Note: In spring 2022, applications will be accepted for two to three section editors, genres to be announced. Students interested in applying must have taken the three-credit practicum course. In 2021–2022, CRW 524-003 will be offered in fall but not in spring. If you are an incoming student and are interested in an editorial position with Ecotone, you may take the fall practicum in order to be eligible to apply.

CRW 524-004 (1cr), 005 (2cr), and 006 (3cr): CHAUTAUQUA LITERARY MAGAZINE, GERARD J
This course is designed to give students a practical magazine publishing experience. Students will read and respond to submissions, work on editing projects, search for possible cover art, and assist with design work. Students interested in developmental editing will be able to identify a potential project and work directly with the writers. Most of our work is done in teams—with each group presenting regular updates on their projects and work. Graduate work as a leader(s) to set the agenda for 4-week modules and mentor undergraduate students with projects addressing editing, sales/marketing, and art/design. For the academic year 2021-2022, Chautauqua will be publishing three shorter online issues. This brings new opportunity for our team. MFA students may repeat for credit without limit.  

CRW 525: THE PUBLISHING PROCESS, SMITH E
This practical course is designed to demystify the path to book publication for emerging authors. We will begin with a survey of contemporary publishing, from the big five to independent houses, to establish a foundational understanding of the field. We’ll then review the stages in bringing a debut book into the world—from signing with a literary agent to navigating the editorial process to preparing for book publicity. Along the way, students will evaluate and write their own query letters; develop tailored lists of potential agents, editors, and book contests; practice the art of the pitch; and critically evaluate sample book proposals as they outline and begin drafting their own. Applying their newfound knowledge and now thinking like an editor or publisher, class members will help evaluate the viability of their peers’ proposals and offer constructive feedback. Each student will also come away from the course with a plan for submitting to journals and magazines, as well as for applying to residencies, fellowships, and other opportunities. Guest speakers will join us throughout the semester.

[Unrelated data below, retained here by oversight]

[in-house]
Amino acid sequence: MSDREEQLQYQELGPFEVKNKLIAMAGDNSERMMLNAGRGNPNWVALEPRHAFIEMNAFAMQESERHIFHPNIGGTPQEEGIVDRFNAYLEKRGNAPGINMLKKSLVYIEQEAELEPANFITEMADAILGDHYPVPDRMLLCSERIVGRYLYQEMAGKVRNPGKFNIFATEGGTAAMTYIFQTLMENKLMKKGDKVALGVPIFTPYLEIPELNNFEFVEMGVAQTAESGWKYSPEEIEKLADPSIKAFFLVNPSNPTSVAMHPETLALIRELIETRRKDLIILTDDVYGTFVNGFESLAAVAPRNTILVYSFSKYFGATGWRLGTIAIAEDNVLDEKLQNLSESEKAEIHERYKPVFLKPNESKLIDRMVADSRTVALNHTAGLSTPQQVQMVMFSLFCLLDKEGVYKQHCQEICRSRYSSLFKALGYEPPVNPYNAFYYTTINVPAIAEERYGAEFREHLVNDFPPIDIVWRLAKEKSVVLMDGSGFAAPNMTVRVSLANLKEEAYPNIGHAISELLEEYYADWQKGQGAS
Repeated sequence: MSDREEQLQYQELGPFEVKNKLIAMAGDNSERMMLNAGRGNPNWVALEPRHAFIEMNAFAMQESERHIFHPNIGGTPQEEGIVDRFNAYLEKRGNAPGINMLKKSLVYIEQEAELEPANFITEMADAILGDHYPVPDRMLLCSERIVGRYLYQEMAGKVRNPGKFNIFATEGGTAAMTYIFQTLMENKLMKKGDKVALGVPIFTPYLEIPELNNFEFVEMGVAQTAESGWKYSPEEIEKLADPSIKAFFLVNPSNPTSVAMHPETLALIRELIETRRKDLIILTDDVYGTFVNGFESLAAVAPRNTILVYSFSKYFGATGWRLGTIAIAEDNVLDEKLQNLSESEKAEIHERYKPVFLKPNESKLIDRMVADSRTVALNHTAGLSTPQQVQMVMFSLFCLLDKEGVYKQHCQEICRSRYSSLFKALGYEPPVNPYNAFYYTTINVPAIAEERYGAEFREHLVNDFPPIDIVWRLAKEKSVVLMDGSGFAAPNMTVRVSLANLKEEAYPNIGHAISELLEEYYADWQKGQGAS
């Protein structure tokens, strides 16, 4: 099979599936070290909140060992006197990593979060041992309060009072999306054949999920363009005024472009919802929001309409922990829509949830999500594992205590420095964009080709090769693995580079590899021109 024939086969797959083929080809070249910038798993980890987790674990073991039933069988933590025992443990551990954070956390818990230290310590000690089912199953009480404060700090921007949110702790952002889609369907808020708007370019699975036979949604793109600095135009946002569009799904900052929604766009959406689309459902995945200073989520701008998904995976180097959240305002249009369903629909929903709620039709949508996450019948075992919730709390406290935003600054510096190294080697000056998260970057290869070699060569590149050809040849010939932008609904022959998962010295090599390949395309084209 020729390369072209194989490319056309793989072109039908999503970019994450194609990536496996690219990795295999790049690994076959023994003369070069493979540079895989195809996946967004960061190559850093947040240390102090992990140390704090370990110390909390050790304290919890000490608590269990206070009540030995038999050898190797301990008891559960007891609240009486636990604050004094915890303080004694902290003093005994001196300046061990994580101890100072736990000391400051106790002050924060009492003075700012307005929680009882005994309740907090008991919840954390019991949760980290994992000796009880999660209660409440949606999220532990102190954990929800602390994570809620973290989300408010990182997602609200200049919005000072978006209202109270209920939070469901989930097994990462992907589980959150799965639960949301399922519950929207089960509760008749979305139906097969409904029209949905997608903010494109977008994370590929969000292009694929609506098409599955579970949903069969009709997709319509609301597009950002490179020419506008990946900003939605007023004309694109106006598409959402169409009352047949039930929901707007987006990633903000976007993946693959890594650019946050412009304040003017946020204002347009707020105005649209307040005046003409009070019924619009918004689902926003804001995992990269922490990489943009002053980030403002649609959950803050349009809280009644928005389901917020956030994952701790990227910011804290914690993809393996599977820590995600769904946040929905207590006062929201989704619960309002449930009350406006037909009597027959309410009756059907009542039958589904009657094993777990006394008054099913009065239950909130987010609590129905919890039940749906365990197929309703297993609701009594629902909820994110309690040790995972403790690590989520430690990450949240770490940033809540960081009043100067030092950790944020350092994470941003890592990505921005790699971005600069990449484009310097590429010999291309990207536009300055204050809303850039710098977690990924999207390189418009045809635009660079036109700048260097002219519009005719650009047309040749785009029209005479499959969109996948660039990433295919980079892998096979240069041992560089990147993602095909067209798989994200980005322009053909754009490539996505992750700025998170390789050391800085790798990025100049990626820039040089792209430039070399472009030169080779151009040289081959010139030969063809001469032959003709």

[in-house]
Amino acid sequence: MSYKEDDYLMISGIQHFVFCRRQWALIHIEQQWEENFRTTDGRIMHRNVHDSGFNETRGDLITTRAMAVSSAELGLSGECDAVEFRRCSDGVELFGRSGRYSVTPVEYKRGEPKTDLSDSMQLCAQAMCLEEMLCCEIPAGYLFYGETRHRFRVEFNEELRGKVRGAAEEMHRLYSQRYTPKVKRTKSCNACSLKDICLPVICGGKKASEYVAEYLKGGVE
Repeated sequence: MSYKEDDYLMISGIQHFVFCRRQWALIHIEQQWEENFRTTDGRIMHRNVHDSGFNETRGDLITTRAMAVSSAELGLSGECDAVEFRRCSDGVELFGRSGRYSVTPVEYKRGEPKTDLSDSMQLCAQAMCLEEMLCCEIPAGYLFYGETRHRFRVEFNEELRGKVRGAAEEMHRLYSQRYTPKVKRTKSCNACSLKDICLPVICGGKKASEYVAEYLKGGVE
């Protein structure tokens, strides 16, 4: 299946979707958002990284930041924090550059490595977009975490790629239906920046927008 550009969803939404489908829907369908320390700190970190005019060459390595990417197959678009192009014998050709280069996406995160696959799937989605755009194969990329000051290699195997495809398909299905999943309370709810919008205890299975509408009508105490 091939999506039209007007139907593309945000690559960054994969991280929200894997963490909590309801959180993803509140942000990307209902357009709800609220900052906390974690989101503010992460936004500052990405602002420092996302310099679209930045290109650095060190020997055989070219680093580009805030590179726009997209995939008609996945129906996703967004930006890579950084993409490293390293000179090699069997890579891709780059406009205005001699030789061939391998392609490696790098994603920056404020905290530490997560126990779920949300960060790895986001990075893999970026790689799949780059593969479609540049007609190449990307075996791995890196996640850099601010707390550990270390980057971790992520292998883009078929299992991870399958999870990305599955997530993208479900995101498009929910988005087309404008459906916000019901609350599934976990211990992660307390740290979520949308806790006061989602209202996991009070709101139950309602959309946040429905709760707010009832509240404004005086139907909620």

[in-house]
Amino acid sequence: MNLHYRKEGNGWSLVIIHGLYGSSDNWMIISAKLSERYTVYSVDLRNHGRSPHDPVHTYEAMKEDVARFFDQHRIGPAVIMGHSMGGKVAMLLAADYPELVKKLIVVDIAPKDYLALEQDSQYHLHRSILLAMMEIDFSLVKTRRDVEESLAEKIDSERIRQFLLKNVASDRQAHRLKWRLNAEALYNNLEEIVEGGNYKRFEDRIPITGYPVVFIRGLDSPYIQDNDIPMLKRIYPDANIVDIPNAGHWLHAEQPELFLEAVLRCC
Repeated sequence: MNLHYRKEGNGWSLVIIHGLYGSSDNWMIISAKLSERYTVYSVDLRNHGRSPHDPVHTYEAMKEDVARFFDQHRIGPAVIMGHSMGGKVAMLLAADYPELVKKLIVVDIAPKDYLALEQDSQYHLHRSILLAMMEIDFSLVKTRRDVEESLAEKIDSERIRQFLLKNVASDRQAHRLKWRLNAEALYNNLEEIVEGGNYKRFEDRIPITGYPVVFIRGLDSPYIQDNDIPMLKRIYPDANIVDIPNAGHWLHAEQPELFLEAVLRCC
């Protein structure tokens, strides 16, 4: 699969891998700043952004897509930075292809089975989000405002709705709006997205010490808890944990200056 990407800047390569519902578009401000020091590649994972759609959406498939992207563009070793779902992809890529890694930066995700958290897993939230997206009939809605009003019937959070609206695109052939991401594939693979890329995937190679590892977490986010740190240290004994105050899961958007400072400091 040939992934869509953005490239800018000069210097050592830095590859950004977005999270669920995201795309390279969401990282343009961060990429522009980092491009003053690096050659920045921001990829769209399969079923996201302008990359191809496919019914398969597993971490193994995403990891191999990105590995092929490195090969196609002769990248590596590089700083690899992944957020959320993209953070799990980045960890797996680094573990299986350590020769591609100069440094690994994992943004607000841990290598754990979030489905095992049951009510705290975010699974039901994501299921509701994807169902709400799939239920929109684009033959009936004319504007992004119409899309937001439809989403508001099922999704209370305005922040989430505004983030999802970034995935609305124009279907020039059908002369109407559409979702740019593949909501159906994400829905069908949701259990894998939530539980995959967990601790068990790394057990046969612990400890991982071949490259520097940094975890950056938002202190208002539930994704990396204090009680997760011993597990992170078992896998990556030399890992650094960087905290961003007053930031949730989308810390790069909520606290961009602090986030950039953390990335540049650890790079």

CRW 530-001: SCREENWRITING, BARROW J
This course is designed to introduce advanced writing students to the basic elements of screenwriting. Students will develop, outline, workshop, revise, and complete an original 10-12 page short film.